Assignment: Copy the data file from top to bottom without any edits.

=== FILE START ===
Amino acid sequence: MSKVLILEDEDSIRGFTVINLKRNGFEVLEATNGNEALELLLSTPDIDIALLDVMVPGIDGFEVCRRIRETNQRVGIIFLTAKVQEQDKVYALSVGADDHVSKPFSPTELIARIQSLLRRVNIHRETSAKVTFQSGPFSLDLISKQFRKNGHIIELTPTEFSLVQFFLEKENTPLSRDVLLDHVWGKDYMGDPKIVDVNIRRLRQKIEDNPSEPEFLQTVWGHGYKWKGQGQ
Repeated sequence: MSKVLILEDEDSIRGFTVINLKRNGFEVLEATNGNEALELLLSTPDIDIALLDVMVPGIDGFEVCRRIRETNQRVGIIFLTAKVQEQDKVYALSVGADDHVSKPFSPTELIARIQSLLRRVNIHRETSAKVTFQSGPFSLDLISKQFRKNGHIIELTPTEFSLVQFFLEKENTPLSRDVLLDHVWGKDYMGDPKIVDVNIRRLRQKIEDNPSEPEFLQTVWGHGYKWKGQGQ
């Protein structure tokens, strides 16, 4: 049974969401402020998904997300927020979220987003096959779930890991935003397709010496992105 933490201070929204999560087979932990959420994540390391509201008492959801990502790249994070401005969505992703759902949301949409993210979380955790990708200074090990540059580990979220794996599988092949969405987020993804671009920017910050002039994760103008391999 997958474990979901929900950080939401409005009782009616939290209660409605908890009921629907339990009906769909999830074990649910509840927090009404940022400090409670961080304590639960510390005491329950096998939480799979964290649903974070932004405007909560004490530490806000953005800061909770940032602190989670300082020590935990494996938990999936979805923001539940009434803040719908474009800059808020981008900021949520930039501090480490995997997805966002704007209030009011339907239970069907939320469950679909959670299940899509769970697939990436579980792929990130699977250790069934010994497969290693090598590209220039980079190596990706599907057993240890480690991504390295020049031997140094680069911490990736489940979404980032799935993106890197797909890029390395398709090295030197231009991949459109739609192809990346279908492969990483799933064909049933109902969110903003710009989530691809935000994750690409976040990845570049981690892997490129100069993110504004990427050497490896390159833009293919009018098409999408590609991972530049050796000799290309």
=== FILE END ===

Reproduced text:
Amino acid sequence: MSKVLILEDEDSIRGFTVINLKRNGFEVLEATNGNEALELLLSTPDIDIALLDVMVPGIDGFEVCRRIRETNQRVGIIFLTAKVQEQDKVYALSVGADDHVSKPFSPTELIARIQSLLRRVNIHRETSAKVTFQSGPFSLDLISKQFRKNGHIIELTPTEFSLVQFFLEKENTPLSRDVLLDHVWGKDYMGDPKIVDVNIRRLRQKIEDNPSEPEFLQTVWGHGYKWKGQGQ
Repeated sequence: MSKVLILEDEDSIRGFTVINLKRNGFEVLEATNGNEALELLLSTPDIDIALLDVMVPGIDGFEVCRRIRETNQRVGIIFLTAKVQEQDKVYALSVGADDHVSKPFSPTELIARIQSLLRRVNIHRETSAKVTFQSGPFSLDLISKQFRKNGHIIELTPTEFSLVQFFLEKENTPLSRDVLLDHVWGKDYMGDPKIVDVNIRRLRQKIEDNPSEPEFLQTVWGHGYKWKGQGQ
């Protein structure tokens, strides 16, 4: 049974969401402020998904997300927020979220987003096959779930890991935003397709010496992105 933490201070929204999560087979932990959420994540390391509201008492959801990502790249994070401005969505992703759902949301949409993210979380955790990708200074090990540059580990979220794996599988092949969405987020993804671009920017910050002039994760103008391999 997958474990979901929900950080939401409005009782009616939290209660409605908890009921629907339990009906769909999830074990649910509840927090009404940022400090409670961080304590639960510390005491329950096998939480799979964290649903974070932004405007909560004490530490806000953005800061909770940032602190989670300082020590935990494996938990999936979805923001539940009434803040719908474009800059808020981008900021949520930039501090480490995997997805966002704007209030009011339907239970069907939320469950679909959670299940899509769970697939990436579980792929990130699977250790069934010994497969290693090598590209220039980079190596990706599907057993240890480690991504390295020049031997140094680069911490990736489940979404980032799935993106890197797909890029390395398709090295030197231009991949459109739609192809990346279908492969990483799933064909049933109902969110903003710009989530691809935000994750690409976040990845570049981690892997490129100069993110504004990427050497490896390159833009293919009018098409999408590609991972530049050796000799290309």